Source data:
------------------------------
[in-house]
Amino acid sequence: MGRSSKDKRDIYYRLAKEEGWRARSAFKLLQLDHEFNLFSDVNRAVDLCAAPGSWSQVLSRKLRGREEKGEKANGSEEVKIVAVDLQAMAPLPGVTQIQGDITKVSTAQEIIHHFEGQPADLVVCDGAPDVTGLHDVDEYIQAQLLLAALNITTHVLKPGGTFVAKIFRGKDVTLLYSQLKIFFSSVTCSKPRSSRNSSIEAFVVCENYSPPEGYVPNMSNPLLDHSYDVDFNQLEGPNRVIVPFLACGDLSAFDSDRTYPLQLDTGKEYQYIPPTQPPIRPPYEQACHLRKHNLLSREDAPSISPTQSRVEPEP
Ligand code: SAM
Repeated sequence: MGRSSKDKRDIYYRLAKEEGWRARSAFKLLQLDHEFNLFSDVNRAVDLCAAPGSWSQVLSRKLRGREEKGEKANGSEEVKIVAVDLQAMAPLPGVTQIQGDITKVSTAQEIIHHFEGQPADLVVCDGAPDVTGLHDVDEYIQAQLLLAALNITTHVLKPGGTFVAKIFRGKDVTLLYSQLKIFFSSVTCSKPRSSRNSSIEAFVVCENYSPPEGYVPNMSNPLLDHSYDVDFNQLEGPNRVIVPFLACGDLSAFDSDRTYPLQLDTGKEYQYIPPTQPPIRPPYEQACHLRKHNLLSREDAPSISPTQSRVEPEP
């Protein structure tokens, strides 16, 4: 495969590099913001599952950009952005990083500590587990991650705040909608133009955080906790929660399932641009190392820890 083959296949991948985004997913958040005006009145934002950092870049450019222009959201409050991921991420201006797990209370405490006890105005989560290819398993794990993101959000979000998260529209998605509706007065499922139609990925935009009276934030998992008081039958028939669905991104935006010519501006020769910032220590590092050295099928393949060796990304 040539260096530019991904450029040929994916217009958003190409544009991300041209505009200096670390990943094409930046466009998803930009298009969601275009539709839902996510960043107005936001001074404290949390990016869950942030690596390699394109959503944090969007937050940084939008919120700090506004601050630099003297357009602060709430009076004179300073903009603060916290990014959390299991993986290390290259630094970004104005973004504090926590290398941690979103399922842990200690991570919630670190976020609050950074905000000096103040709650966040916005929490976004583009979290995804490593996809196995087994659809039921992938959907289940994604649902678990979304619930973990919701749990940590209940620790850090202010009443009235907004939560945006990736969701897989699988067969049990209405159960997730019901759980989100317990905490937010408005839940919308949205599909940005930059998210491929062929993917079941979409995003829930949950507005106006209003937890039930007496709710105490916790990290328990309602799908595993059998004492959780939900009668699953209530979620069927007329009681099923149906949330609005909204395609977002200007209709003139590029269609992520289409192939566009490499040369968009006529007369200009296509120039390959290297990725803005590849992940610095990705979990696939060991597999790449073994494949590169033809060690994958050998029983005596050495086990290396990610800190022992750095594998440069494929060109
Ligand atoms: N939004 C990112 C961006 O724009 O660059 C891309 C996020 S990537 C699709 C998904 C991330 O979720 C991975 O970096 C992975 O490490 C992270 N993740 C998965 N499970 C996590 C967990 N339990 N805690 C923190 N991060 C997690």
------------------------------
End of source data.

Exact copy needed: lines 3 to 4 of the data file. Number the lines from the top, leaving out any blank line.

Ligand code: SAM
Repeated sequence: MGRSSKDKRDIYYRLAKEEGWRARSAFKLLQLDHEFNLFSDVNRAVDLCAAPGSWSQVLSRKLRGREEKGEKANGSEEVKIVAVDLQAMAPLPGVTQIQGDITKVSTAQEIIHHFEGQPADLVVCDGAPDVTGLHDVDEYIQAQLLLAALNITTHVLKPGGTFVAKIFRGKDVTLLYSQLKIFFSSVTCSKPRSSRNSSIEAFVVCENYSPPEGYVPNMSNPLLDHSYDVDFNQLEGPNRVIVPFLACGDLSAFDSDRTYPLQLDTGKEYQYIPPTQPPIRPPYEQACHLRKHNLLSREDAPSISPTQSRVEPEP